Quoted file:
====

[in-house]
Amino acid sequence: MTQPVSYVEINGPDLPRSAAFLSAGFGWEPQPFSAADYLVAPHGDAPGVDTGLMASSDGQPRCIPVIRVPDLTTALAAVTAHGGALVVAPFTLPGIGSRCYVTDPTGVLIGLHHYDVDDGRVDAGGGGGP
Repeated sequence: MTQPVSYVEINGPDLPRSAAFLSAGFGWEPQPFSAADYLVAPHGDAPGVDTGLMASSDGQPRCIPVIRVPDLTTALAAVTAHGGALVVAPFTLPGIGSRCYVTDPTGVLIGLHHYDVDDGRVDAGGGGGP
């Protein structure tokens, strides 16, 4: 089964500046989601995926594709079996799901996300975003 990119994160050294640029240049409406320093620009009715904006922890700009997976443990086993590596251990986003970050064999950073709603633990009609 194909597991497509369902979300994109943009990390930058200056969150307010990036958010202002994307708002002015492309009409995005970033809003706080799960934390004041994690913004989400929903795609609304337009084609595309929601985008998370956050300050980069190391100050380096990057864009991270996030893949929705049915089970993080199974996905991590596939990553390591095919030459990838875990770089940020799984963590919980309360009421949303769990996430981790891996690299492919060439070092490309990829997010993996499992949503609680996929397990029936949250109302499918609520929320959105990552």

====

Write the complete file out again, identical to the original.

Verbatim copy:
[in-house]
Amino acid sequence: MTQPVSYVEINGPDLPRSAAFLSAGFGWEPQPFSAADYLVAPHGDAPGVDTGLMASSDGQPRCIPVIRVPDLTTALAAVTAHGGALVVAPFTLPGIGSRCYVTDPTGVLIGLHHYDVDDGRVDAGGGGGP
Repeated sequence: MTQPVSYVEINGPDLPRSAAFLSAGFGWEPQPFSAADYLVAPHGDAPGVDTGLMASSDGQPRCIPVIRVPDLTTALAAVTAHGGALVVAPFTLPGIGSRCYVTDPTGVLIGLHHYDVDDGRVDAGGGGGP
């Protein structure tokens, strides 16, 4: 089964500046989601995926594709079996799901996300975003 990119994160050294640029240049409406320093620009009715904006922890700009997976443990086993590596251990986003970050064999950073709603633990009609 194909597991497509369902979300994109943009990390930058200056969150307010990036958010202002994307708002002015492309009409995005970033809003706080799960934390004041994690913004989400929903795609609304337009084609595309929601985008998370956050300050980069190391100050380096990057864009991270996030893949929705049915089970993080199974996905991590596939990553390591095919030459990838875990770089940020799984963590919980309360009421949303769990996430981790891996690299492919060439070092490309990829997010993996499992949503609680996929397990029936949250109302499918609520929320959105990552």